Every Monday, I pull out a meaningful quote from one of the great books or articles I'm reading and share it with you. I invite you to look for inspirational words in what you read and share them each week in the comments.
This week's quote comes from Barbara Kingsolver's year-long month by month chronicle of eating locally: Animal, Vegetable, Miracle.
“In '97, when our family gave up meat from CAFOs [confined animal feeding operation], that choice was synonymous with becoming a vegetarian. No real alternatives existed. Now they do. Pasture-based chicken and turkey are available in whole food stores and many mainstream supermarkets. Farmers' markets are a likely source for free-range eggs, poultry, beef, lamb, and pork. Farmers who raise animals on pasture have to charge more, of course, than factories that cut every corner on animal soundness. Some consumers will feel they have to buy the cheaper product. Others will eat meat less often and pay the higher price. As demand rises, and more farmers can opt out of the industrial system, the cost structure will shift.” (page 228)
This is Barbara Kingsolver's path and not everyone's will look the same. Our path was different. We gave up meat because we thought our son was allergic to it (severe excema), but it turns out he was allergic to the ingredients used in processing, and also one animal food in particular – eggs (an allergy which has disappeared since following a Nourishing Traditions diet). We were vegan for several years before reintroducing naturally raised meats. We wanted to eat meat again because we thought some members of the family would feel better, and we chose naturally raised meats because those were most closely aligned with God's design for our world. Our only avenue for natural meats at that time was a Whole Foods grocery store. Now we are able to make our meat purchases entirely locally and directly from a farm or ranch.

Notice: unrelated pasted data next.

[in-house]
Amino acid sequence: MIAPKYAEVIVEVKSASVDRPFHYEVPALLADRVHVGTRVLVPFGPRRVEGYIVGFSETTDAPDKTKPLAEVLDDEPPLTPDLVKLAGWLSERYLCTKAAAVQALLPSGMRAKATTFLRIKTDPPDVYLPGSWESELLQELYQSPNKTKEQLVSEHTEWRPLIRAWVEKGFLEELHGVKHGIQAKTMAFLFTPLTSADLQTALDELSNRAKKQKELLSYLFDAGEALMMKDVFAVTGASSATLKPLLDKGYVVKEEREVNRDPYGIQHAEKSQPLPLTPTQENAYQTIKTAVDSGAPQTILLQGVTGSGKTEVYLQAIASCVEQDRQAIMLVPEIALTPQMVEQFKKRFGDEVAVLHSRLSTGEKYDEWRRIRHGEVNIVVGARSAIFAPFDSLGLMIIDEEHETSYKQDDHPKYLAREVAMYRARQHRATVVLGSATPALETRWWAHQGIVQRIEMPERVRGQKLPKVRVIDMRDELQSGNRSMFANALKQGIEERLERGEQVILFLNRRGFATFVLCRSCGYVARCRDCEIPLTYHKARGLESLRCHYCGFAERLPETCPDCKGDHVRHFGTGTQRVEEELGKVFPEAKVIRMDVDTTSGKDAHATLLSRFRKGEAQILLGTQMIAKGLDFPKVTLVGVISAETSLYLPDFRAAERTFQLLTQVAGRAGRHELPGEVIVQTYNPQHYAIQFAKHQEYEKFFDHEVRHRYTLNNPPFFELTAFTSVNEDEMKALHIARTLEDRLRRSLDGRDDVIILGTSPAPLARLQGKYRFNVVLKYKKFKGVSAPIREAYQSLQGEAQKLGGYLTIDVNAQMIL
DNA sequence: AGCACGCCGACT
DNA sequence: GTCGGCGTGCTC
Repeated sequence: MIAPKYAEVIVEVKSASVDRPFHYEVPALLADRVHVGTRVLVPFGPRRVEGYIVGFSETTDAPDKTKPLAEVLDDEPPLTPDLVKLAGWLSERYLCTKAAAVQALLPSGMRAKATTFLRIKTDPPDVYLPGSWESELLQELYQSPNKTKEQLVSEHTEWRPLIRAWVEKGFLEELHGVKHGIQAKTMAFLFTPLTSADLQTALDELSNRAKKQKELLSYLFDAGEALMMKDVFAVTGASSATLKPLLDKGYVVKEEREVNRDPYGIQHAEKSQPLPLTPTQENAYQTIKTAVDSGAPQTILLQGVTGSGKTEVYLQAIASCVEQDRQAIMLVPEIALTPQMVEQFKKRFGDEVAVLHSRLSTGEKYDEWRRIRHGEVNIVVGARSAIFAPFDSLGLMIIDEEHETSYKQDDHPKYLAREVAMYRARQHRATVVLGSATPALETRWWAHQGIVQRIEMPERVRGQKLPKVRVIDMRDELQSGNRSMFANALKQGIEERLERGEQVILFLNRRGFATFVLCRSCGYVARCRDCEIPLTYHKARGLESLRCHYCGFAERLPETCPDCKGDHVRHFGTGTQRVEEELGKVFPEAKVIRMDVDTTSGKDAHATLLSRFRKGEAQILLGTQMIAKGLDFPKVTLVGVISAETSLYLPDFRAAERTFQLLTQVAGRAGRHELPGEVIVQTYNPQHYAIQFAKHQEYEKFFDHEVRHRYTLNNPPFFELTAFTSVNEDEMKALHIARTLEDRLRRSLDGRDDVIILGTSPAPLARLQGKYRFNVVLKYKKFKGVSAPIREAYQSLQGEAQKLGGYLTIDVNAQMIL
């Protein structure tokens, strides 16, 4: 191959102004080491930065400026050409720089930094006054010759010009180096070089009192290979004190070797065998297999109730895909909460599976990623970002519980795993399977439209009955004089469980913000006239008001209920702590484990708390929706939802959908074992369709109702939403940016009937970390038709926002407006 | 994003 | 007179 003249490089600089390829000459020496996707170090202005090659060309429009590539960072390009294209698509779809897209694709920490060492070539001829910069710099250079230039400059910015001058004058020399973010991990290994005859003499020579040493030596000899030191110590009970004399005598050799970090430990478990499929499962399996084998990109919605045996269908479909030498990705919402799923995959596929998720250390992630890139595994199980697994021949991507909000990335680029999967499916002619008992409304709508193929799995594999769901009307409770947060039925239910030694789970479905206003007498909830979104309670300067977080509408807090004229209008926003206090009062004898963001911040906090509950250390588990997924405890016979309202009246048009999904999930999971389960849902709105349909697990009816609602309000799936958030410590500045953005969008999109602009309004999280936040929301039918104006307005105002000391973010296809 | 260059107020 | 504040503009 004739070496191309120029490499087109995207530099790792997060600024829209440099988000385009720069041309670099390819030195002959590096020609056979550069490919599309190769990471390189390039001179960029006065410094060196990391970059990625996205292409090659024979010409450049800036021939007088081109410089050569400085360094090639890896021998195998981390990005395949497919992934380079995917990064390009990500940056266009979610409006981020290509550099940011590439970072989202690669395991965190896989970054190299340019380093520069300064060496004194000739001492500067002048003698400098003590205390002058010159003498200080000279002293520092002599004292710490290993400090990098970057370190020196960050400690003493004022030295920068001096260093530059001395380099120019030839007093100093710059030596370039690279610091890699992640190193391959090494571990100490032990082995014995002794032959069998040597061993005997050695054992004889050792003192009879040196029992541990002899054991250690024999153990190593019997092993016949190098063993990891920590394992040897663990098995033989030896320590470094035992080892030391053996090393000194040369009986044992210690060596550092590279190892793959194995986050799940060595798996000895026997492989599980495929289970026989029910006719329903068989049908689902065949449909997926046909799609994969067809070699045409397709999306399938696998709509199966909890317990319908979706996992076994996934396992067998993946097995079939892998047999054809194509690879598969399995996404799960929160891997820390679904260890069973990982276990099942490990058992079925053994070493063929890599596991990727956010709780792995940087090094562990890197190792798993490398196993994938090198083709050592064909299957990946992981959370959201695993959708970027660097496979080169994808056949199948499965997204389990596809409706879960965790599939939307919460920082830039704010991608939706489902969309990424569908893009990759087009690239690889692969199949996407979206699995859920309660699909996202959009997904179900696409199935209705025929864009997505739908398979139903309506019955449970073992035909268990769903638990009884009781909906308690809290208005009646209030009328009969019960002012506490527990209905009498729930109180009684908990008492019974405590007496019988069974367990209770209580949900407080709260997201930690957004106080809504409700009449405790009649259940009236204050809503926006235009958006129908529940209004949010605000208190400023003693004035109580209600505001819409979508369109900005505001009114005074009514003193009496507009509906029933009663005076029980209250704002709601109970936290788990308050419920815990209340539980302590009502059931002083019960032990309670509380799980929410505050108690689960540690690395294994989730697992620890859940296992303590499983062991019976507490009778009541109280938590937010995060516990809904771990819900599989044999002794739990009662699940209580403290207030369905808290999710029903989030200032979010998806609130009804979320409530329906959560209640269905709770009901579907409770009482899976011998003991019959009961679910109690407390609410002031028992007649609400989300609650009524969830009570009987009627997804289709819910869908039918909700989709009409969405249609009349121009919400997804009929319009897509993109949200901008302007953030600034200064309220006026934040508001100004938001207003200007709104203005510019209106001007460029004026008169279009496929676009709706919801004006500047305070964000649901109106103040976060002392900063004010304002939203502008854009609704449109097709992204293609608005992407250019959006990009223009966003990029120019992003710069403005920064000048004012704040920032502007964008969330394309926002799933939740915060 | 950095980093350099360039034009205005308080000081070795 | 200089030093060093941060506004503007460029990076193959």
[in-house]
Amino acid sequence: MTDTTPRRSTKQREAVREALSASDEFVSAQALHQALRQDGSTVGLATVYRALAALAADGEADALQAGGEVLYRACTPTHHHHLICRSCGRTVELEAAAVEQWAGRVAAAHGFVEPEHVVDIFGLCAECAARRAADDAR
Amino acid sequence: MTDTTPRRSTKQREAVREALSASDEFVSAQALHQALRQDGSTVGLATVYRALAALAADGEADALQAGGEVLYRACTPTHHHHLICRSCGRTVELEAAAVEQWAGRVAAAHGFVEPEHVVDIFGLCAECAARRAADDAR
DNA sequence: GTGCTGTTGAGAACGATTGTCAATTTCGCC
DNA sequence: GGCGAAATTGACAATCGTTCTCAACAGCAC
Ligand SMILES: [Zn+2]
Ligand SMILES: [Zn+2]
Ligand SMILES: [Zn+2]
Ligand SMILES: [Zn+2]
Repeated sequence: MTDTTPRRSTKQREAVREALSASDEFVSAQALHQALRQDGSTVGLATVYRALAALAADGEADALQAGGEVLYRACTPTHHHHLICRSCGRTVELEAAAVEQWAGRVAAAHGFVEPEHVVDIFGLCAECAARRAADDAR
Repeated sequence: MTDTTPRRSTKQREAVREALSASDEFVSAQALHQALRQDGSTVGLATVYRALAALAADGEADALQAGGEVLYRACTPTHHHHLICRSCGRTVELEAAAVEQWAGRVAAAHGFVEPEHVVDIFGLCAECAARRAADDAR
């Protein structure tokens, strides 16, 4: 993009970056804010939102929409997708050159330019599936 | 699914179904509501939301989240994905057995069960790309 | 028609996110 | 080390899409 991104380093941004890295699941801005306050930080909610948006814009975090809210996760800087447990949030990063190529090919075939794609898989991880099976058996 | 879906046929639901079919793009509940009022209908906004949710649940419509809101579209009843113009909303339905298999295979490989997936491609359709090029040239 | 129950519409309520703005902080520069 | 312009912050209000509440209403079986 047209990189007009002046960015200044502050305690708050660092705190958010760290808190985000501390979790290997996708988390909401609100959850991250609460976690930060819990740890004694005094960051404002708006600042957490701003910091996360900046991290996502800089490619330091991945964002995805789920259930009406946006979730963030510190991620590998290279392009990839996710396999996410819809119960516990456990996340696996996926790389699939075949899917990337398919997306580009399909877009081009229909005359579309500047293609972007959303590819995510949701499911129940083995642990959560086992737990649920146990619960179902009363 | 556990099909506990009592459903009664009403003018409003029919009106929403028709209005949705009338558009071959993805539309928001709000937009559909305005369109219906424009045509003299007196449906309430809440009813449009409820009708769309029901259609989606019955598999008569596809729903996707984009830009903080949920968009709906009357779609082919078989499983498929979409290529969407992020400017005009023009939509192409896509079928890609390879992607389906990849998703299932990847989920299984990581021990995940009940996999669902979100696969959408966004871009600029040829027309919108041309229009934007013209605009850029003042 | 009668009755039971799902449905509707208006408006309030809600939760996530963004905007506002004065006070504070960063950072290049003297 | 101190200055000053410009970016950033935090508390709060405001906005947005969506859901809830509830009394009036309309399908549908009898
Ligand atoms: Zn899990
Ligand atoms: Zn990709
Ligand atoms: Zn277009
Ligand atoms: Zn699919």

When our meat came from Whole Foods, you can bet we stretched it! The price was almost cost-prohibitive. (Perhaps things have changed already; it has been some years since I've shopped there.) Thank goodness for local farmers and ranchers! Purchasing locally and naturally raised meats is usually more expensive than conventional meat, but it is not near as expensive as Whole Foods or other whole foods-type grocery stores. Have you found the same to be true?
I hope the last sentence of Kingsolver's quote comes true: “As demand rises, and more farmers can opt out of the industrial system, the cost structure will shift.” Do you think it will?
What about you? What's your story, with regard to eating meat (or not)? How do you make room in your budget for naturally raised meats (or not)?
Note: The book link in this post is an affiliate link to Amazon.com. If you choose to buy the book via my link, I'll earn a commission. But I don't care about that too much. The point of this post is for us to share inspirational words. That's my sincere disclaimer. Thanks for reading.
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